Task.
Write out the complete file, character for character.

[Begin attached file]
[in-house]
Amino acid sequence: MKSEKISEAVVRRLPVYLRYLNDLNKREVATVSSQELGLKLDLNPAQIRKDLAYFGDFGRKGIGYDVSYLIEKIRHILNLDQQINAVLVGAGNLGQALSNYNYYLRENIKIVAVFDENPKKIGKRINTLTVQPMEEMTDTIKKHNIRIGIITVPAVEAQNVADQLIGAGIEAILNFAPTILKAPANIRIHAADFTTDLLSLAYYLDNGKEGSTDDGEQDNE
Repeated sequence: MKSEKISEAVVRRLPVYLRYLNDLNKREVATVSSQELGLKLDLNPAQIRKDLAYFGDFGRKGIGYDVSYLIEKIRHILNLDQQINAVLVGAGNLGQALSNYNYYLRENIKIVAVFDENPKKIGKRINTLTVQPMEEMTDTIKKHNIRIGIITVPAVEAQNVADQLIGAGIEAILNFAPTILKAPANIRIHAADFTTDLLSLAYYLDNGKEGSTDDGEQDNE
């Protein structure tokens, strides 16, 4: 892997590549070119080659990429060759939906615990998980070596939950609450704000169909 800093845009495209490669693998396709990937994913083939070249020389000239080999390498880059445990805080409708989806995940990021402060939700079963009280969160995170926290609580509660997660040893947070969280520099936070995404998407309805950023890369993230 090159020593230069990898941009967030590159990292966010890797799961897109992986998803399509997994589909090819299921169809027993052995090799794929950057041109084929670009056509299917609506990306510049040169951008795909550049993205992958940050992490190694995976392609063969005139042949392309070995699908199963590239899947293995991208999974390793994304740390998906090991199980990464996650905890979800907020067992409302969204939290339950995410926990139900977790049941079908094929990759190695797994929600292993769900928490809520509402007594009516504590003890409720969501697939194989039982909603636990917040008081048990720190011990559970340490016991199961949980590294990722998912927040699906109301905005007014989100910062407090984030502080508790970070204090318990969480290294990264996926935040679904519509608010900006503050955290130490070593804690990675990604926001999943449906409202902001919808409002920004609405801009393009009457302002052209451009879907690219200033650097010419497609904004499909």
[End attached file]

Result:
[in-house]
Amino acid sequence: MKSEKISEAVVRRLPVYLRYLNDLNKREVATVSSQELGLKLDLNPAQIRKDLAYFGDFGRKGIGYDVSYLIEKIRHILNLDQQINAVLVGAGNLGQALSNYNYYLRENIKIVAVFDENPKKIGKRINTLTVQPMEEMTDTIKKHNIRIGIITVPAVEAQNVADQLIGAGIEAILNFAPTILKAPANIRIHAADFTTDLLSLAYYLDNGKEGSTDDGEQDNE
Repeated sequence: MKSEKISEAVVRRLPVYLRYLNDLNKREVATVSSQELGLKLDLNPAQIRKDLAYFGDFGRKGIGYDVSYLIEKIRHILNLDQQINAVLVGAGNLGQALSNYNYYLRENIKIVAVFDENPKKIGKRINTLTVQPMEEMTDTIKKHNIRIGIITVPAVEAQNVADQLIGAGIEAILNFAPTILKAPANIRIHAADFTTDLLSLAYYLDNGKEGSTDDGEQDNE
């Protein structure tokens, strides 16, 4: 892997590549070119080659990429060759939906615990998980070596939950609450704000169909 800093845009495209490669693998396709990937994913083939070249020389000239080999390498880059445990805080409708989806995940990021402060939700079963009280969160995170926290609580509660997660040893947070969280520099936070995404998407309805950023890369993230 090159020593230069990898941009967030590159990292966010890797799961897109992986998803399509997994589909090819299921169809027993052995090799794929950057041109084929670009056509299917609506990306510049040169951008795909550049993205992958940050992490190694995976392609063969005139042949392309070995699908199963590239899947293995991208999974390793994304740390998906090991199980990464996650905890979800907020067992409302969204939290339950995410926990139900977790049941079908094929990759190695797994929600292993769900928490809520509402007594009516504590003890409720969501697939194989039982909603636990917040008081048990720190011990559970340490016991199961949980590294990722998912927040699906109301905005007014989100910062407090984030502080508790970070204090318990969480290294990264996926935040679904519509608010900006503050955290130490070593804690990675990604926001999943449906409202902001919808409002920004609405801009393009009457302002052209451009879907690219200033650097010419497609904004499909």